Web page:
Halfway – ’I need my trombone’

Name: Richard Pijpers
Nationality: Dutch
PhD supervisor: Professor Frans Bijlaard (faculty of Civil Engineering & Geosciences)
Subject: Fatigue Strength of Very High Strength Steel Joints
Thesis defense: One and a half years to go

"From an esthetic as well as an environmental point of view, it would be great if skyscrapers, bridges, cranes and oil rigs could be constructed with much thinner steel structures.

My work on very high strength steels will help make this possible.

This steel is three to five times stronger than regular steel. Or, I should say, the yield strength is much higher. This means that if you try to stretch the metal, you need to use enormous force to actually deform the steel.

Compare it with an elastic. If you slightly pull on it, you stretch it, but it will regain its original shape and size once released. If you pull very hard though, the fibers inside the material start moving, causing a plastic deformation that elongates the elastic. The same can happen with steel.

The best ways to use very high strength steel are not yet known. Apart from a few cranes in the Netherlands, it has not been used in engineering structures. The goal of my PhD research, which I’m pursuing at the Materials Innovation institute (M2i), is to set up design and fabrication recommendations.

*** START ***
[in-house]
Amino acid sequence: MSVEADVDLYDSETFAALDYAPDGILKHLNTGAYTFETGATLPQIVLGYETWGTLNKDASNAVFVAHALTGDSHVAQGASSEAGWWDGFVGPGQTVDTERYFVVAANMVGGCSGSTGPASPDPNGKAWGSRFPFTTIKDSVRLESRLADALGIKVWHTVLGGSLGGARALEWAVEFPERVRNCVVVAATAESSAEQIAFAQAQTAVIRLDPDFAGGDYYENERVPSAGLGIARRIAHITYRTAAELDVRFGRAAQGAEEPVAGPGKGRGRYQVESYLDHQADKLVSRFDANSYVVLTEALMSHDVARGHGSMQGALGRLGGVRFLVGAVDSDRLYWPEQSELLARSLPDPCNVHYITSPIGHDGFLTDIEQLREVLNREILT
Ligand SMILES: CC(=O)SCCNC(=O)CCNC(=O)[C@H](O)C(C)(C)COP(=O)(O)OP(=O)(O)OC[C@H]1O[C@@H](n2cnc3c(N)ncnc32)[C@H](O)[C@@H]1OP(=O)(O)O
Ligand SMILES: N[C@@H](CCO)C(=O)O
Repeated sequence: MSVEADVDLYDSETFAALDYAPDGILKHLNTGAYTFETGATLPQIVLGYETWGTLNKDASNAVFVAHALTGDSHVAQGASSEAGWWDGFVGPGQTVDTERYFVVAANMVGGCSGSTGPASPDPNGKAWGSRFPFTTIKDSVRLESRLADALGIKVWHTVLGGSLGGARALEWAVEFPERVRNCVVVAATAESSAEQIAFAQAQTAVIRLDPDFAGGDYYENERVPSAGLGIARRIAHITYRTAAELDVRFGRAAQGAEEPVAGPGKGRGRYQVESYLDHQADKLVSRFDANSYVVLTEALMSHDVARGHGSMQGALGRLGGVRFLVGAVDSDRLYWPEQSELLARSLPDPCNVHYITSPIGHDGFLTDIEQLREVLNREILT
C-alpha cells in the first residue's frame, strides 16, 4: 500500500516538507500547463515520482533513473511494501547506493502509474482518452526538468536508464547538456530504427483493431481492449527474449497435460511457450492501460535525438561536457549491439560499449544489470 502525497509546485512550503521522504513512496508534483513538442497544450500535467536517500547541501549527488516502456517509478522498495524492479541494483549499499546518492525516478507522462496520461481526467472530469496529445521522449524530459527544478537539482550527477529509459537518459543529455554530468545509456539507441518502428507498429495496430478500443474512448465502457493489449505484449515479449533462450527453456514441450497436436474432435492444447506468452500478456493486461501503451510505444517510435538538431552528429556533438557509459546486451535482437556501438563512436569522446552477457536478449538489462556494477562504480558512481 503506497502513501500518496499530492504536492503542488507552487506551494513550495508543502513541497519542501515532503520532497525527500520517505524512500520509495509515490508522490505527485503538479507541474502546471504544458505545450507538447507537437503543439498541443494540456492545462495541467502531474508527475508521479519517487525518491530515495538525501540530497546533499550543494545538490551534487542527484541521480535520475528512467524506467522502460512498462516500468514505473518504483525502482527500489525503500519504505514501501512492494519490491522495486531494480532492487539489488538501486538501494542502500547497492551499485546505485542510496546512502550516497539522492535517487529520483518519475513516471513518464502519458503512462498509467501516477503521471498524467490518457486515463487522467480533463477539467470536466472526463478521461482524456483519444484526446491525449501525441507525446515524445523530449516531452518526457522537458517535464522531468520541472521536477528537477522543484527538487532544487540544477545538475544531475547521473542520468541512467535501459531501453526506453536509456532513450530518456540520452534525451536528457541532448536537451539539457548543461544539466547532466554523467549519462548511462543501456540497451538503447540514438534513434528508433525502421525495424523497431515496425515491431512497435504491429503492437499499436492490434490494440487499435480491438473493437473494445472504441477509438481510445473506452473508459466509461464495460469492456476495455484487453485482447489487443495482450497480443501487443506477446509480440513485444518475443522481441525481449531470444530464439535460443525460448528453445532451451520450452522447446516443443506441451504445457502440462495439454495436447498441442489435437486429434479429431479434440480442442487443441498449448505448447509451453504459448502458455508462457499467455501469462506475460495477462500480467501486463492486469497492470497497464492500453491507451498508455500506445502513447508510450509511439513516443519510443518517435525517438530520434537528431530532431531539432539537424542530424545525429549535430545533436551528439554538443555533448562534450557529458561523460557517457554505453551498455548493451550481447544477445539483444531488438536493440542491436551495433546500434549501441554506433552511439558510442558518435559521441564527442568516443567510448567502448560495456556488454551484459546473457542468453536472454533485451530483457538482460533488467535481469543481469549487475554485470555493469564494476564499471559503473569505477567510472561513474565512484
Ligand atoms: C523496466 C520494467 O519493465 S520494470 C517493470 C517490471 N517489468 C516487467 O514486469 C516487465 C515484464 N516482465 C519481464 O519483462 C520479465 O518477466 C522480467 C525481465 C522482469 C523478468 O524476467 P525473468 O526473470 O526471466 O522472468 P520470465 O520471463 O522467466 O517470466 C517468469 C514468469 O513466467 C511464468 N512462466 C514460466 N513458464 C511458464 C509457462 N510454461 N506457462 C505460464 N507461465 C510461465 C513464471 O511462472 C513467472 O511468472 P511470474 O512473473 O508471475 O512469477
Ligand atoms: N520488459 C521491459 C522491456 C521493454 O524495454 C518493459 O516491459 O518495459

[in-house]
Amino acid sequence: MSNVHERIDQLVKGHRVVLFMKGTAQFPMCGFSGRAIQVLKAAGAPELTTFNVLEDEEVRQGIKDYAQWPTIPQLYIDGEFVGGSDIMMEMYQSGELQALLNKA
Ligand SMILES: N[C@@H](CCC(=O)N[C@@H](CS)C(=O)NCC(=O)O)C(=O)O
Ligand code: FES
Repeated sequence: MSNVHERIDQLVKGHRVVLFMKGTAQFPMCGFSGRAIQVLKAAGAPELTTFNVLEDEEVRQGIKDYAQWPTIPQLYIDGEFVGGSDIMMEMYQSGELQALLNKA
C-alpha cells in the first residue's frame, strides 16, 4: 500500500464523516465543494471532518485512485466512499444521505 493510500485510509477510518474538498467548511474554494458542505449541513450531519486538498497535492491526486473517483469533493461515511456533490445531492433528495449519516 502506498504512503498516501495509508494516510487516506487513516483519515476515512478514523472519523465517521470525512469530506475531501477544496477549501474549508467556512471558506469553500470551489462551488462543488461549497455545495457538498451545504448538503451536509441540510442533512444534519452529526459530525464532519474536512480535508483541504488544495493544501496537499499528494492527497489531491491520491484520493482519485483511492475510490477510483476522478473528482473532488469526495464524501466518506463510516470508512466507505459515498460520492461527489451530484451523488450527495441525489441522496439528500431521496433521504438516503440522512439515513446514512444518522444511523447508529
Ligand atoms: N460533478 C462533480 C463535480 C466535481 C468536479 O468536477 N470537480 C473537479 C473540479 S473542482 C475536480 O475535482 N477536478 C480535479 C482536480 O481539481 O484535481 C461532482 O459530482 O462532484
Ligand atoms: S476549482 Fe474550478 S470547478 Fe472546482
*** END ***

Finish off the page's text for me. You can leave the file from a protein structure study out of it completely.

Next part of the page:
The problem with the steel is that, although it’s so strong, there are lots of weak spots in structures made out of it. Due to notches inside the material, it is sensitive to fatigue. And in a welded structure there are always places where, due to the geometry, tension concentrates. Often these so called stress concentrations are situated at joints where tubes are welded together.

If these points are very weak, there is no point in using very high strength steels. But these weak points can be solved by using cast elements at the joints and by welding the tubes to these castings.

We are going to test the strength of a welded truss consisting of tubes connected through cast joints. This is the kind of construction you can see in cranes or bridges. We will press on it dynamically with 500 tons, the equivalent of 500 cars, with a frequency of once every second. It’s a huge set up and it might take weeks before the first cracks appear.

I really like this work. By pressing and pulling with enormous force you get to understand what goes on inside the material.

When I first started in the lab, I once ruined a sample by pressing on it instead of pulling at it. Such things can be very stressful. Luckily, I can work off my emotions by playing trombone. I think everyone needs good music in order to work well.”

“Ik heb nu al twee weken hetzelfde pakje in mijn jaszak zitten. Ik rook eigenlijk nooit. Ik heb het pakje gekocht, omdat ik dan niet bij andere mensen hoef te bietsen als ik een keer een sigaret wil. Ik blow wel trouwens. Mijn vriendin wil graag dat ik daarmee stop. Zij is er niet zo’n fan van. Het bevordert de studie niet, maar ik ben nog niet van plan om te stoppen met blowen. Ik draai een jointje op mijn kamer als ze er niet bij is. Maar ik ga er niet stiekem over doen.”

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